ROME, MAY 11, 2007 (Zenit.org).- Here is a translation of a commentary by the Pontifical Household preacher, Capuchin Father Raniero Cantalamessa, on the readings from this Sunday’s liturgy.
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My Peace I Give to You
Sixth Sunday of Easter
Acts 15:1-2,22-29; Revelations 21:10-14, 22-23; John 14:23-29
“Peace I leave with you; my peace I give to you. Not as the world gives do I give to you” (John 14:27). What peace does Jesus speak of in this Gospel passage? He is not talking about an external peace that would consist in an absence of wars and conflicts between different people or nations. He speaks of that peace on other occasions, for example, when he says: “Blessed are the peacemakers, for they will be called sons of God.”
In today’s Gospel passage he speaks of another peace, an interior peace of the heart, of the person with himself and with God. This much is clear from what Jesus immediately adds in this passage from John: “Do not let your hearts be troubled, neither let them be afraid.” This is the most fundamental peace. Without this peace, no other peace can exist. A billion drops of dirty water do not make a clean ocean and a billion troubled hearts do not make up a human race at peace.
The word that Jesus uses is “shalom.” The Jews greeted each other with this word and still do; Jesus himself greeted the disciples with it on Easter evening and he orders the disciples to greet people in the same way: “In whatever house you enter say first, ‘Peace be to this house'” (Luke 10:5-6).
To understand the meaning of the peace that Christ gives we have to look to the Bible. In the Bible “shalom” says more than simple absence of war and disorder. It positively indicates well-being, rest, certainty, success, glory. The Scriptures speak indeed of “the peace of God” (Philippians 4:7) and of the “God of peace” (Romans 15:32). Peace does not mean only what God gives but also what God is. In one of her hymns the Church calls the Trinity “ocean of peace.”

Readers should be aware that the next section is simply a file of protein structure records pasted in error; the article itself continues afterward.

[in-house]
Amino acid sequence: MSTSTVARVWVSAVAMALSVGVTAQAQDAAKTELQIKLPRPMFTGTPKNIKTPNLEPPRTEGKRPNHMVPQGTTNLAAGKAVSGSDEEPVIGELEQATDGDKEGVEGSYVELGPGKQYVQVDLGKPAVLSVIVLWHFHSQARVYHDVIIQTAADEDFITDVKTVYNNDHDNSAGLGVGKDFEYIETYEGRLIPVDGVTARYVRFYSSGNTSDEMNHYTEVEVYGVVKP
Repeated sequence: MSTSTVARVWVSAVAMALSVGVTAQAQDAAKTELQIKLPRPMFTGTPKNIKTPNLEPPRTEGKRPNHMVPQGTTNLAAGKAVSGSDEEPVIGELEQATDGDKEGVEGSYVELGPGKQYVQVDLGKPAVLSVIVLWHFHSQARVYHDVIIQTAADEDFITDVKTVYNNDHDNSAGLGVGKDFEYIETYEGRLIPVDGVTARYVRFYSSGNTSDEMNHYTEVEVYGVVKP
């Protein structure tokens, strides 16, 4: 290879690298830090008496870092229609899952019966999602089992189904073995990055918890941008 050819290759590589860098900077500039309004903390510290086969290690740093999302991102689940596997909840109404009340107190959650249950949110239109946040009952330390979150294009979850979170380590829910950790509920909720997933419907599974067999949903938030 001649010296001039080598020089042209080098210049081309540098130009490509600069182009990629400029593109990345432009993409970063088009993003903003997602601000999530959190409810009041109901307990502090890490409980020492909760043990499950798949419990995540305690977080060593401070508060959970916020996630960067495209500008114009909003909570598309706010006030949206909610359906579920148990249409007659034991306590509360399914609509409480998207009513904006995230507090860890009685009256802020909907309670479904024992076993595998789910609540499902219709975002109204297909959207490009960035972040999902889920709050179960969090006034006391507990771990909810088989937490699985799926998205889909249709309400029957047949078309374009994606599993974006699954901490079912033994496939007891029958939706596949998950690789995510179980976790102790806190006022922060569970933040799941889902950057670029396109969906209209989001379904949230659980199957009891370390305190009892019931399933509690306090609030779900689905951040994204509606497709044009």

This tells us that the peace of heart that we all desire can never be totally and stably possessed without God, outside of him. In the “Divine Comedy” Dante Alighieri synthesized all of this in that verse that many consider the most beautiful in this work: “In his will is our peace.”
Jesus makes us understand what is opposed to this peace — worry, anxiety, fear: “Do not let your hearts be troubled.” Easy to say — someone might object. How do we placate anxiety and disquiet, the worry that devours us all and keeps us from enjoying peace? Some people are by temperament more disposed than others to these things. If there is some danger, they blow it out of proportion, if there is some difficulty, they increase it by 100%. Everything becomes a reason for anxiety.
The Gospel does not promise a remedy for all these problems; to a certain extent they are part of our human condition, exposed as we are to forces and dangers much bigger than ourselves. But the Gospel does indicate some remedy. The chapter from which Sunday’s Gospel passage is taken begins: “Do not let your hearts be troubled. Have faith in God and have faith in me too” (John 14:1). Trusting in God is the remedy.
After World War II, a book was published by the title “Last Letters from Stalingrad.” They were letters by German soldiers who were awaiting the final Russian assault on Stalingrad, in which all were killed. The letters went with the last plane that was able to make it out of the city. In one of the letters, found after the end of the war, a young soldier wrote to his parents: “I am not afraid of death. My faith gives me this beautiful certainty.”
Now we know what we are wishing each other at Mass at the kiss of peace. We wish each other well-being, health, good relationships with God, with ourselves and with our neighbor. In other words, we are wishing each other a heart filled with “the peace of Christ that surpasses all understanding.”